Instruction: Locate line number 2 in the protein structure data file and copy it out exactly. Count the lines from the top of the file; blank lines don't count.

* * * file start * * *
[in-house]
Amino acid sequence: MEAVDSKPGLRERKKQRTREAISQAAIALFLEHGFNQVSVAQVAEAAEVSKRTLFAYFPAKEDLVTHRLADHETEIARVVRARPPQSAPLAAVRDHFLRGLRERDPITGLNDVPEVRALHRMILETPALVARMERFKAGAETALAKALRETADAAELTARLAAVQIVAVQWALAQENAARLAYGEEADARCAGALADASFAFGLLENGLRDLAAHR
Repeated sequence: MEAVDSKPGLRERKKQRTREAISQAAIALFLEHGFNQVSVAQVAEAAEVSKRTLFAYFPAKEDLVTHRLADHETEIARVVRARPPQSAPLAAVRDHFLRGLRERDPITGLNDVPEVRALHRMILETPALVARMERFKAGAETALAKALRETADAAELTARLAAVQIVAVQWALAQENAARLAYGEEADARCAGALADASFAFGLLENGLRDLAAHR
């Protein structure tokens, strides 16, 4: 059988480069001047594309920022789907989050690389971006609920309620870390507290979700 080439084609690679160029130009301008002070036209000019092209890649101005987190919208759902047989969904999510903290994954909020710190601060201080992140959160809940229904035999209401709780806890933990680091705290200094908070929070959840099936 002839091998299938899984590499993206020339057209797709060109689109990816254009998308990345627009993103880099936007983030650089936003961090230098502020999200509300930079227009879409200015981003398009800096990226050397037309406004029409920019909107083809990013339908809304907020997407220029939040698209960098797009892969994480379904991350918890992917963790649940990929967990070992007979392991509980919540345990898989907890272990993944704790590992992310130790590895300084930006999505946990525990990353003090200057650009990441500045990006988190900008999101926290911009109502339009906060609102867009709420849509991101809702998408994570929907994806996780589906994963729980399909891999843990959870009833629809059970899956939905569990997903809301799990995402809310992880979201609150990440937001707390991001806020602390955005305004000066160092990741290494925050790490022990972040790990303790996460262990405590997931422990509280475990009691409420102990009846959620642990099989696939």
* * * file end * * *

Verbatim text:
Amino acid sequence: MEAVDSKPGLRERKKQRTREAISQAAIALFLEHGFNQVSVAQVAEAAEVSKRTLFAYFPAKEDLVTHRLADHETEIARVVRARPPQSAPLAAVRDHFLRGLRERDPITGLNDVPEVRALHRMILETPALVARMERFKAGAETALAKALRETADAAELTARLAAVQIVAVQWALAQENAARLAYGEEADARCAGALADASFAFGLLENGLRDLAAHR